It is difficult to know whether or not yesterday's news from the European Union about talks with Iran on its nuclear programme was synchronised with the US-Israeli talks on Monday on the same subject. New talks with Tehran would fit President Obama's belief in the desirability of trying for further negotiations but not with prime minister Netanyahu's insistence that time is short if Iran is to be stopped from making nuclear weapons.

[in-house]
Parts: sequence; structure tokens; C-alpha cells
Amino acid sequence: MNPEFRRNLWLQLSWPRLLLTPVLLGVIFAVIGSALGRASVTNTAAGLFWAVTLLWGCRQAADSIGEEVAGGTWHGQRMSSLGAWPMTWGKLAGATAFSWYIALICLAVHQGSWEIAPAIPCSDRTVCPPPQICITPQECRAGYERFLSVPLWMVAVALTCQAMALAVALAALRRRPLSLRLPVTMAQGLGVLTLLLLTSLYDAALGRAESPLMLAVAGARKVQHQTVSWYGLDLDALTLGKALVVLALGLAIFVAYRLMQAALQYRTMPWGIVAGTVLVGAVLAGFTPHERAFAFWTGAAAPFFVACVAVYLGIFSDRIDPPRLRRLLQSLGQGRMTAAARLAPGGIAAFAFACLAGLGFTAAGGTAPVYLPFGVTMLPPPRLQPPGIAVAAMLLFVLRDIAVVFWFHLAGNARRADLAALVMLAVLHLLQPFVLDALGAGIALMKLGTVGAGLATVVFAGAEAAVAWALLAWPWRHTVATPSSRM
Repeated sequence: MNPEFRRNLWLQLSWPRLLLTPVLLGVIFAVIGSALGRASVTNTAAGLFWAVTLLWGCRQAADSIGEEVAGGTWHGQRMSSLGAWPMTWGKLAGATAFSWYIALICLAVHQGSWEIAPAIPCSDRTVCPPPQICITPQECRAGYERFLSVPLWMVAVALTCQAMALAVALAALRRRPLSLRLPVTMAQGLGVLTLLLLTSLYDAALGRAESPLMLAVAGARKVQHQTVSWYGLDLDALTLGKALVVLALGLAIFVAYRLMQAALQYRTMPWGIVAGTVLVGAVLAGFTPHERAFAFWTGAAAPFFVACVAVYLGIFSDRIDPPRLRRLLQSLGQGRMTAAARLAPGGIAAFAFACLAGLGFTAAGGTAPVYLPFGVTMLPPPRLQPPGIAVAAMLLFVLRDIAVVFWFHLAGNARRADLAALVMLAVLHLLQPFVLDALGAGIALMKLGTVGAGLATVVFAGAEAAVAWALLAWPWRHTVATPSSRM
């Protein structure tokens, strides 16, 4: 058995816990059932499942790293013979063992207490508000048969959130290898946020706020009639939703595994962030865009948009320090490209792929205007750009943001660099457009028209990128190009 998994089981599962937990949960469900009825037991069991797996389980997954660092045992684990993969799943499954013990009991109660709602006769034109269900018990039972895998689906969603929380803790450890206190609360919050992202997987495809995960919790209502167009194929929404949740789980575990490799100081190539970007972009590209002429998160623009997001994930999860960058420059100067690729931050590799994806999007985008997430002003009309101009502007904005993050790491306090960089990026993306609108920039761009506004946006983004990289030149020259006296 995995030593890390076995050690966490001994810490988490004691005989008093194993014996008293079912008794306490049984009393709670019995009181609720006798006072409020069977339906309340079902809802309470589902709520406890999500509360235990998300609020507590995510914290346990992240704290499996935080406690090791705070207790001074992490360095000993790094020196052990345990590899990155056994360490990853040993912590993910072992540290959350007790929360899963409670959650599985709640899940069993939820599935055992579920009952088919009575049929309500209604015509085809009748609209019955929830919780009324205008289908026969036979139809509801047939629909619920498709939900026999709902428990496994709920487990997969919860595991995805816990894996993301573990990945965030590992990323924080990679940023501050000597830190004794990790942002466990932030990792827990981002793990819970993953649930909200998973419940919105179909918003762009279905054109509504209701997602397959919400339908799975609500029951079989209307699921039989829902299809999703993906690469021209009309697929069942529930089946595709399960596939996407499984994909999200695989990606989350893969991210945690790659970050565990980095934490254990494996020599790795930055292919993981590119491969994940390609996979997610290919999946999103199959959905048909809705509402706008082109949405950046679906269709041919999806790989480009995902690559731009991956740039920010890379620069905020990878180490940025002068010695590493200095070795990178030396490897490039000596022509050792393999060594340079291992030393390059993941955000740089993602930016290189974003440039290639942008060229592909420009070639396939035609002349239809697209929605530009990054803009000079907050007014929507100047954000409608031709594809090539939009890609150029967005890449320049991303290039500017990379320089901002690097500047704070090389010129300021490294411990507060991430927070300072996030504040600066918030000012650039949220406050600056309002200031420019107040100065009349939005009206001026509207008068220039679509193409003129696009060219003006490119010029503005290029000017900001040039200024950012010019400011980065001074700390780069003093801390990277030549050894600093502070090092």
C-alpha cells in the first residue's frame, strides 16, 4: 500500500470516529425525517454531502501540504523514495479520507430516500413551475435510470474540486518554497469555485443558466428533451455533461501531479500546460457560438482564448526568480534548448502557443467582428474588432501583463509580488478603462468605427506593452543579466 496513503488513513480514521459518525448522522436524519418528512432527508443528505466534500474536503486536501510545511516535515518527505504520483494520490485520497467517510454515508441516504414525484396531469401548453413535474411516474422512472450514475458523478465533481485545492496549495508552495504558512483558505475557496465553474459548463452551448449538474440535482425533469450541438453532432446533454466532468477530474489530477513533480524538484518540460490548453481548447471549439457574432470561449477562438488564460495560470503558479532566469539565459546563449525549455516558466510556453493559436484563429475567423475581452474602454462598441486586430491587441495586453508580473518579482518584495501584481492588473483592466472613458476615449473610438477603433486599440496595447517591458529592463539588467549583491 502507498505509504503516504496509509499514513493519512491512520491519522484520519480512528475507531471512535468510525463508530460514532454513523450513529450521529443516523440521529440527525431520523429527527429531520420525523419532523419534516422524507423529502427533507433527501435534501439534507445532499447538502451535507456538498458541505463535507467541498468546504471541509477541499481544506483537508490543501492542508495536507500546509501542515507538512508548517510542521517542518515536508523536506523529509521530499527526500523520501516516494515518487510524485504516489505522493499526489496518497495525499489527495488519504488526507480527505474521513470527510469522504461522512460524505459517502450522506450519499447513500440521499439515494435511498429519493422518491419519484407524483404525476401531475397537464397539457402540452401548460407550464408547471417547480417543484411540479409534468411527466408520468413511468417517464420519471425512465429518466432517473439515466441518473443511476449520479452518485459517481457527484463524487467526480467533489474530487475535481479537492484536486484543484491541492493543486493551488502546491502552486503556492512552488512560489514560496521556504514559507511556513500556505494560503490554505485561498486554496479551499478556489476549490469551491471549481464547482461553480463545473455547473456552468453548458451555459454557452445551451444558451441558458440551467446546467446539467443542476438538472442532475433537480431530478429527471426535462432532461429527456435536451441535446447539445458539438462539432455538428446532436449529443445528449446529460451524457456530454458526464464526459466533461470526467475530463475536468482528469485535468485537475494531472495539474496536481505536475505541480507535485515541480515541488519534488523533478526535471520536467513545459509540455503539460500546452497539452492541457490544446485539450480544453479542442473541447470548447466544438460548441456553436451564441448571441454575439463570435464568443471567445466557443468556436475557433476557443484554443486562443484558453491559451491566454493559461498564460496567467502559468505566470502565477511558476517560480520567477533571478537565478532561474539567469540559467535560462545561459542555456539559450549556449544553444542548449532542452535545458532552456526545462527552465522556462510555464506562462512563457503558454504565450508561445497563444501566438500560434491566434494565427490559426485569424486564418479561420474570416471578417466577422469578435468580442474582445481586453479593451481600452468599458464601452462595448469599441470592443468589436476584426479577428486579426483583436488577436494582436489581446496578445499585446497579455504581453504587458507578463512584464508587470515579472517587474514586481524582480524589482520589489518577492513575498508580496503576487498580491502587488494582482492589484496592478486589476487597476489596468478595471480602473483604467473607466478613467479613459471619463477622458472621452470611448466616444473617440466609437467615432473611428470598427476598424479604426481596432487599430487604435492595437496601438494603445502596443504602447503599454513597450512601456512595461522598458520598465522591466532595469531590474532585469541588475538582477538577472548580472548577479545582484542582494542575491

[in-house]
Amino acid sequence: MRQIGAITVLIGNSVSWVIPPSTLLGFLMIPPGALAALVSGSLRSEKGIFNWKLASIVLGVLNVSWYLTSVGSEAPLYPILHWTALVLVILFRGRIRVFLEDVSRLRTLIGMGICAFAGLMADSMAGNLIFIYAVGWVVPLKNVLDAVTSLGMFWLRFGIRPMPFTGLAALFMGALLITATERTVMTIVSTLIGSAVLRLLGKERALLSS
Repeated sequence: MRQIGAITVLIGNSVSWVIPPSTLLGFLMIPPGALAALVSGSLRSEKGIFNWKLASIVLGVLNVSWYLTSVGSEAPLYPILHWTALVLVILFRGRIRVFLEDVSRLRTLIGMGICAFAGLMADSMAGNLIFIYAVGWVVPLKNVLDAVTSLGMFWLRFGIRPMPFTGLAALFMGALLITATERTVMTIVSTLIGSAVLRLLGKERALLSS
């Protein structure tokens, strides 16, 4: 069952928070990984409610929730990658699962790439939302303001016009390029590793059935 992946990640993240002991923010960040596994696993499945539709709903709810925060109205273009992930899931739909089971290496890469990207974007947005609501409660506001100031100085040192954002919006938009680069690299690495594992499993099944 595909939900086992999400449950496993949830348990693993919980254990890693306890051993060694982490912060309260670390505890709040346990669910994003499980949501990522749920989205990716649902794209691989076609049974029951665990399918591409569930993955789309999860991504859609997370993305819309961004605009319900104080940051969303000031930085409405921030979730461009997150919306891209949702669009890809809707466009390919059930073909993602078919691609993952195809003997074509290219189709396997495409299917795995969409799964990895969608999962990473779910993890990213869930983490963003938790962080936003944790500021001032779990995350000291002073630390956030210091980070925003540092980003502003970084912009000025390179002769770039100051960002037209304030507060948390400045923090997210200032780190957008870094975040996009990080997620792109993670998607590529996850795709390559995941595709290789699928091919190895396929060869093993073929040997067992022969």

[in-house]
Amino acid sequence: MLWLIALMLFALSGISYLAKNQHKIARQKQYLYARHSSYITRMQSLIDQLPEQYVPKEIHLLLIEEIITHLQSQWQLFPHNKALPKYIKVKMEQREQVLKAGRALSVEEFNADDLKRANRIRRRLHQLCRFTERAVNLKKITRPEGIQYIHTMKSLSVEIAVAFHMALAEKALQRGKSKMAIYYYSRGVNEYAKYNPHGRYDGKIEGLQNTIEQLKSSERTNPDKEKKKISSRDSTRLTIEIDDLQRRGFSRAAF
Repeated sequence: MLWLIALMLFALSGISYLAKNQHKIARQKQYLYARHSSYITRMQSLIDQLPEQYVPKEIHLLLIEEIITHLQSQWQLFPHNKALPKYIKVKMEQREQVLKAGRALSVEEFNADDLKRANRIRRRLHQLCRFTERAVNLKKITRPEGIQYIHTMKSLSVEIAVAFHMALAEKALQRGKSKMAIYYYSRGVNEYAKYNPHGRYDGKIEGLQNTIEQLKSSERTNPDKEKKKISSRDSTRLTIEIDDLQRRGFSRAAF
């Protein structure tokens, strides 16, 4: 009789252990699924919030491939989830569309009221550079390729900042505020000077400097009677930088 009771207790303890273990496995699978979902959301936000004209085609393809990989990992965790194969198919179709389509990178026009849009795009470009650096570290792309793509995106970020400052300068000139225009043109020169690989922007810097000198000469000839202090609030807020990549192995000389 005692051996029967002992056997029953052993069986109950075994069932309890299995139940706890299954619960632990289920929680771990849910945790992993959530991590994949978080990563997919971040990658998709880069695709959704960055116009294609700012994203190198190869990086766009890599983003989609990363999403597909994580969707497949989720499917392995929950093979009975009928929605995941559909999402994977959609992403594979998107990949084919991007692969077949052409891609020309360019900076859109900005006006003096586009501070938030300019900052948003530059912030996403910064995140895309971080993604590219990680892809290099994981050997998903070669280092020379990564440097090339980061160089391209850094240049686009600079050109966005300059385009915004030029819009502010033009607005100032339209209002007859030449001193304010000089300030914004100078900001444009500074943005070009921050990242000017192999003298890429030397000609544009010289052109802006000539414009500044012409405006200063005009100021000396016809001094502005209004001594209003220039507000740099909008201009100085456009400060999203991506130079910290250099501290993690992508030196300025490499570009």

If talks are resumed they will be coordinated by the so-called P5 plus 1 group (UN Security Council members plus Germany) whose last talks with Iran broke down almost exactly one year ago. Since then the EU's diplomatic and security chief, Catherine Ashton, has been in regular touch with Iran's chief negotiator, Saeed Jalili, and it was his most recent communication that proposed renewal of the talks. This initiative may follow from the changes in power bases in Tehran after the recent elections. It is easy to be cynical about the prospects for any useful outcome with Tehran when so many attempts in the past have failed, usually because of Iran's unwillingness to provide technical information needed by the P5 plus 1 group to assess the status of its nuclear development. Nonetheless, it would be wrong not to try again given that a military strike might not be successful and could have dangerous unanticipated consequences.
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